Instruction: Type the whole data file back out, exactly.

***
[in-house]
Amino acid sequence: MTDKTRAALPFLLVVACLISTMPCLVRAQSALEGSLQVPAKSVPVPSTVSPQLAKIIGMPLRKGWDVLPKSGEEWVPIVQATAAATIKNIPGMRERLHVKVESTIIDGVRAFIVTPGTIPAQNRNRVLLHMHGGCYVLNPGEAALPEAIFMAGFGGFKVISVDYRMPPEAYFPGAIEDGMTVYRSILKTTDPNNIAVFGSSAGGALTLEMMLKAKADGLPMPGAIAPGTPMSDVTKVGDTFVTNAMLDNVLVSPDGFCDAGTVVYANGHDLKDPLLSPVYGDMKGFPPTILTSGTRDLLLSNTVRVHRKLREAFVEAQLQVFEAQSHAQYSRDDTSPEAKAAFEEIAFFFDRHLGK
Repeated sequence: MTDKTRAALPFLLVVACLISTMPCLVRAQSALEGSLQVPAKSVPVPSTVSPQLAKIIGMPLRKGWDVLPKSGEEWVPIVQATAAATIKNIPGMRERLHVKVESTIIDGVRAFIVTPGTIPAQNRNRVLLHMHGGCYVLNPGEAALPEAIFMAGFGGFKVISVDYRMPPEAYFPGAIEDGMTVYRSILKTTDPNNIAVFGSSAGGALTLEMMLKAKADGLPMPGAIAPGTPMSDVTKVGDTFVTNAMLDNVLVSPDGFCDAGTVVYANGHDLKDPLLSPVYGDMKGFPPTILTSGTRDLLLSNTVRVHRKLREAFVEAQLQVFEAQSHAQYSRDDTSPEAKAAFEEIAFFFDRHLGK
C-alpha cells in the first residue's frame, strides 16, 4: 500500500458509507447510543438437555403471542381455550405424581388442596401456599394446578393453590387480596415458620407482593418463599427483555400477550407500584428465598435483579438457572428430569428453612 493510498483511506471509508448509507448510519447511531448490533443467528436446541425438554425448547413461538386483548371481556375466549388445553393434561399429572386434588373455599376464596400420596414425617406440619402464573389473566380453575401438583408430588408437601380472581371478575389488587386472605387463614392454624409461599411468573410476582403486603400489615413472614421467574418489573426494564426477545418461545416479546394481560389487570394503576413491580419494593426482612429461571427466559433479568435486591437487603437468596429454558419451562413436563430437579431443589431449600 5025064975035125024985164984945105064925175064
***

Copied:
[in-house]
Amino acid sequence: MTDKTRAALPFLLVVACLISTMPCLVRAQSALEGSLQVPAKSVPVPSTVSPQLAKIIGMPLRKGWDVLPKSGEEWVPIVQATAAATIKNIPGMRERLHVKVESTIIDGVRAFIVTPGTIPAQNRNRVLLHMHGGCYVLNPGEAALPEAIFMAGFGGFKVISVDYRMPPEAYFPGAIEDGMTVYRSILKTTDPNNIAVFGSSAGGALTLEMMLKAKADGLPMPGAIAPGTPMSDVTKVGDTFVTNAMLDNVLVSPDGFCDAGTVVYANGHDLKDPLLSPVYGDMKGFPPTILTSGTRDLLLSNTVRVHRKLREAFVEAQLQVFEAQSHAQYSRDDTSPEAKAAFEEIAFFFDRHLGK
Repeated sequence: MTDKTRAALPFLLVVACLISTMPCLVRAQSALEGSLQVPAKSVPVPSTVSPQLAKIIGMPLRKGWDVLPKSGEEWVPIVQATAAATIKNIPGMRERLHVKVESTIIDGVRAFIVTPGTIPAQNRNRVLLHMHGGCYVLNPGEAALPEAIFMAGFGGFKVISVDYRMPPEAYFPGAIEDGMTVYRSILKTTDPNNIAVFGSSAGGALTLEMMLKAKADGLPMPGAIAPGTPMSDVTKVGDTFVTNAMLDNVLVSPDGFCDAGTVVYANGHDLKDPLLSPVYGDMKGFPPTILTSGTRDLLLSNTVRVHRKLREAFVEAQLQVFEAQSHAQYSRDDTSPEAKAAFEEIAFFFDRHLGK
C-alpha cells in the first residue's frame, strides 16, 4: 500500500458509507447510543438437555403471542381455550405424581388442596401456599394446578393453590387480596415458620407482593418463599427483555400477550407500584428465598435483579438457572428430569428453612 493510498483511506471509508448509507448510519447511531448490533443467528436446541425438554425448547413461538386483548371481556375466549388445553393434561399429572386434588373455599376464596400420596414425617406440619402464573389473566380453575401438583408430588408437601380472581371478575389488587386472605387463614392454624409461599411468573410476582403486603400489615413472614421467574418489573426494564426477545418461545416479546394481560389487570394503576413491580419494593426482612429461571427466559433479568435486591437487603437468596429454558419451562413436563430437579431443589431449600 5025064975035125024985164984945105064925175064